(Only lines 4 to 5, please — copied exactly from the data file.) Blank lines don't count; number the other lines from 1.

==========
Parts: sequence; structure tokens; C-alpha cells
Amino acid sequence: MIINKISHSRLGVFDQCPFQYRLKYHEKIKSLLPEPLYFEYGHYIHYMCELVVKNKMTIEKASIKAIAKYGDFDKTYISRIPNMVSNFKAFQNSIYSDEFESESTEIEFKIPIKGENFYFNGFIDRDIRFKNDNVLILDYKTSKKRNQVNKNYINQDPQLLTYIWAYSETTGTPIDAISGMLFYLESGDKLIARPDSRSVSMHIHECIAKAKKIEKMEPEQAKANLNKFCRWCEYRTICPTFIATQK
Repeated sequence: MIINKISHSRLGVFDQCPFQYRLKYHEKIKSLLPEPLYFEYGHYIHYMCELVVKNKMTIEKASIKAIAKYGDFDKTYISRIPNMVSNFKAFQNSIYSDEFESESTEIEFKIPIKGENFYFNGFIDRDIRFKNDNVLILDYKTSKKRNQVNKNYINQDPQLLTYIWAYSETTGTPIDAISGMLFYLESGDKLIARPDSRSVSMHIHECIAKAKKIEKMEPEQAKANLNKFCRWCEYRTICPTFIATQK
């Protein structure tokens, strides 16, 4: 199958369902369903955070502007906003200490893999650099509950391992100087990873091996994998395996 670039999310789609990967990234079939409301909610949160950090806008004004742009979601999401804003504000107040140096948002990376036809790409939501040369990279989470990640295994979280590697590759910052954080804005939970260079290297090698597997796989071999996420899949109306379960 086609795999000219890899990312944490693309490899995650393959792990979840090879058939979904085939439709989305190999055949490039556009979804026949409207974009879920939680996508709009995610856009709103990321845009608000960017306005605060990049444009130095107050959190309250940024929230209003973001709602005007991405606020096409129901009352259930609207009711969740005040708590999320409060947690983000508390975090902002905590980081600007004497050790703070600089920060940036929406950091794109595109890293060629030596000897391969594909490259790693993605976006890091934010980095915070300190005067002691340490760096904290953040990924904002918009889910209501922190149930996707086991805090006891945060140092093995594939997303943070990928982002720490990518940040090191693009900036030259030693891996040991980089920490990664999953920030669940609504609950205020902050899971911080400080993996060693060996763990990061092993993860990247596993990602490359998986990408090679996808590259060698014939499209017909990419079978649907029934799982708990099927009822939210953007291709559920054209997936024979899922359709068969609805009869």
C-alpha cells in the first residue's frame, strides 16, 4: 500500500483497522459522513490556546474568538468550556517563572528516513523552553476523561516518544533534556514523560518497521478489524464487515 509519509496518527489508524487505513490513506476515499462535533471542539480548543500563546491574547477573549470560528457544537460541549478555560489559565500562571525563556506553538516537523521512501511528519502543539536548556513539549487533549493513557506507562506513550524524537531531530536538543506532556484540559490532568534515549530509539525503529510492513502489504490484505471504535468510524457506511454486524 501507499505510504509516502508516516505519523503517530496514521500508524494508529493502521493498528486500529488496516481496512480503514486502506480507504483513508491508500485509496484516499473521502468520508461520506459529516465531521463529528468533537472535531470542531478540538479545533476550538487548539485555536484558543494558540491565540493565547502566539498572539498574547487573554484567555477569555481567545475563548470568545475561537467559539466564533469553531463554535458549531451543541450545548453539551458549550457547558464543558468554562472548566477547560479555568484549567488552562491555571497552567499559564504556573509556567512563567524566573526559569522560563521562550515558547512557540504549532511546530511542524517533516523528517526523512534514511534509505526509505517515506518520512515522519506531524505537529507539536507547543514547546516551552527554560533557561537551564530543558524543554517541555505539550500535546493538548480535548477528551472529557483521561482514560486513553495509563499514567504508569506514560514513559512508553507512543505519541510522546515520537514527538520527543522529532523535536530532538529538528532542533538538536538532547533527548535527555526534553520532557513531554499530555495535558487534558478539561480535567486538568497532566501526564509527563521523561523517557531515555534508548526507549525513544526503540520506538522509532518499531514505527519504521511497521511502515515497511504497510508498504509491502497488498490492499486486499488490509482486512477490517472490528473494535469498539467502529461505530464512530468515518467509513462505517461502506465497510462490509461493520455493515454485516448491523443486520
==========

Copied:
């Protein structure tokens, strides 16, 4: 199958369902369903955070502007906003200490893999650099509950391992100087990873091996994998395996 670039999310789609990967990234079939409301909610949160950090806008004004742009979601999401804003504000107040140096948002990376036809790409939501040369990279989470990640295994979280590697590759910052954080804005939970260079290297090698597997796989071999996420899949109306379960 086609795999000219890899990312944490693309490899995650393959792990979840090879058939979904085939439709989305190999055949490039556009979804026949409207974009879920939680996508709009995610856009709103990321845009608000960017306005605060990049444009130095107050959190309250940024929230209003973001709602005007991405606020096409129901009352259930609207009711969740005040708590999320409060947690983000508390975090902002905590980081600007004497050790703070600089920060940036929406950091794109595109890293060629030596000897391969594909490259790693993605976006890091934010980095915070300190005067002691340490760096904290953040990924904002918009889910209501922190149930996707086991805090006891945060140092093995594939997303943070990928982002720490990518940040090191693009900036030259030693891996040991980089920490990664999953920030669940609504609950205020902050899971911080400080993996060693060996763990990061092993993860990247596993990602490359998986990408090679996808590259060698014939499209017909990419079978649907029934799982708990099927009822939210953007291709559920054209997936024979899922359709068969609805009869």
C-alpha cells in the first residue's frame, strides 16, 4: 500500500483497522459522513490556546474568538468550556517563572528516513523552553476523561516518544533534556514523560518497521478489524464487515 509519509496518527489508524487505513490513506476515499462535533471542539480548543500563546491574547477573549470560528457544537460541549478555560489559565500562571525563556506553538516537523521512501511528519502543539536548556513539549487533549493513557506507562506513550524524537531531530536538543506532556484540559490532568534515549530509539525503529510492513502489504490484505471504535468510524457506511454486524 501507499505510504509516502508516516505519523503517530496514521500508524494508529493502521493498528486500529488496516481496512480503514486502506480507504483513508491508500485509496484516499473521502468520508461520506459529516465531521463529528468533537472535531470542531478540538479545533476550538487548539485555536484558543494558540491565540493565547502566539498572539498574547487573554484567555477569555481567545475563548470568545475561537467559539466564533469553531463554535458549531451543541450545548453539551458549550457547558464543558468554562472548566477547560479555568484549567488552562491555571497552567499559564504556573509556567512563567524566573526559569522560563521562550515558547512557540504549532511546530511542524517533516523528517526523512534514511534509505526509505517515506518520512515522519506531524505537529507539536507547543514547546516551552527554560533557561537551564530543558524543554517541555505539550500535546493538548480535548477528551472529557483521561482514560486513553495509563499514567504508569506514560514513559512508553507512543505519541510522546515520537514527538520527543522529532523535536530532538529538528532542533538538536538532547533527548535527555526534553520532557513531554499530555495535558487534558478539561480535567486538568497532566501526564509527563521523561523517557531515555534508548526507549525513544526503540520506538522509532518499531514505527519504521511497521511502515515497511504497510508498504509491502497488498490492499486486499488490509482486512477490517472490528473494535469498539467502529461505530464512530468515518467509513462505517461502506465497510462490509461493520455493515454485516448491523443486520